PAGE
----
Zero Dark Thirty (the title is military jargon for the dark of night, as well as the moment—12:30 a.m.—when the Navy SEALs first stepped foot on the compound) marks Kathryn Bigelow’s most ambitious production to date. Deploying the full arsenal of filmic art, from the naturalistic performances of an ensemble that includes Jessica Chastain, Jason Clarke, Joel Edgerton, Jennifer Ehle, Mark Strong, Kyle Chandler, and Edgar Ramirez, to innovative cinematography in extreme low-light conditions, to the painstakingly layered art direction, every facet of the production became a proving ground for Bigelow to make living history come alive on screen.
The hunt for Osama bin Laden preoccupied the world and two American presidential administrations for more than a decade. But in the end, it took a small, dedicated team of CIA operatives to track him down. Every aspect of their mission was shrouded in secrecy. Though some of the details have since been made public, many of the most significant parts of the intelligence operation––including the central role played by that team––are brought to the screen for the first time in a nuanced and gripping new film by the Oscar®-winning creative duo of Kathryn Bigelow and Mark Boal.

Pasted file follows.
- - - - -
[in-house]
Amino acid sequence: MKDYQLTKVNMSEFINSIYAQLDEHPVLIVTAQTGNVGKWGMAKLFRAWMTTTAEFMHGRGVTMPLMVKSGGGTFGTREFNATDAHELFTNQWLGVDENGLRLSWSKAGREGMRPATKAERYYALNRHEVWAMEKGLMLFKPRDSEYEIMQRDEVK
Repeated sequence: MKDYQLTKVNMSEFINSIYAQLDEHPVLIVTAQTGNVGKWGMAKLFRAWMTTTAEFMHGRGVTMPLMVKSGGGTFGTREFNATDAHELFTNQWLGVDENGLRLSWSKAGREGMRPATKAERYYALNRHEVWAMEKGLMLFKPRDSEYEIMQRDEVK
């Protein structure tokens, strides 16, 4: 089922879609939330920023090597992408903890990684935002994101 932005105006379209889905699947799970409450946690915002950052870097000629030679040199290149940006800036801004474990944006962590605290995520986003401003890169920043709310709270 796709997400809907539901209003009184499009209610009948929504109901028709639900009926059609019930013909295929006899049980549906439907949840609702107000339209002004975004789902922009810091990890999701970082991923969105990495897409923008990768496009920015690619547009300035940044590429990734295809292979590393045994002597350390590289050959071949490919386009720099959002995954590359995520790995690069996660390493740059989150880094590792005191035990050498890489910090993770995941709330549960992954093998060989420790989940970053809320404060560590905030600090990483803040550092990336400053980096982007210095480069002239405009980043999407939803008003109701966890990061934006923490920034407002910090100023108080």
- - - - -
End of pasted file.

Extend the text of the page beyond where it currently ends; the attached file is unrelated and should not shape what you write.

For screenwriter and producer Mark Boal, a trained journalist and award-winning dramatist, sourcing and reporting the story so that it could be told accurately and fully presented countless unique challenges. He made a commitment to his sources that he would chronicle not only their personal struggles, but also the details and the ramifications of this historic operation, while simultaneously protecting the identities of those he interviewed. Through dialogue and scenes inspired by extensive interviews, Boal crafted characters that captured the essence of the real life people involved in the operation as well as other members of the military and intelligence communities.
At the end of the day, the filmmakers chose to tell the story through the eyes of a little-known participant in the intel hunt: Maya, a young CIA officer and targeter whose job is finding terrorists. In a multifaceted performance by Chastain, the character of Maya, which is based on a real person, became Boal’s vehicle for dramatizing the individual’s role in the larger scheme. In some ways, the portrait of her development, from innocence to horror and grim determination, echoes the evolution of a nation struggling to cope with the ruthless calculus of terrorism.
Unlike Bigelow and Boal’s previous collaboration, The Hurt Locker, in which fictional characters were set against the terrifying real world of Iraq, Zero Dark Thirty is distinctive and singular in its approach. It is an amalgam of action-film and investigative reporting and drama, neither a work of fiction nor a documentary but an exciting hybrid that tracks closely what is known of the intelligence hunt, while shedding new light on the secretive, dark corridors of the war on terror. It deftly depicts the mysteries of human courage and the ambiguities of a situation in which the usual moral rules no longer apply.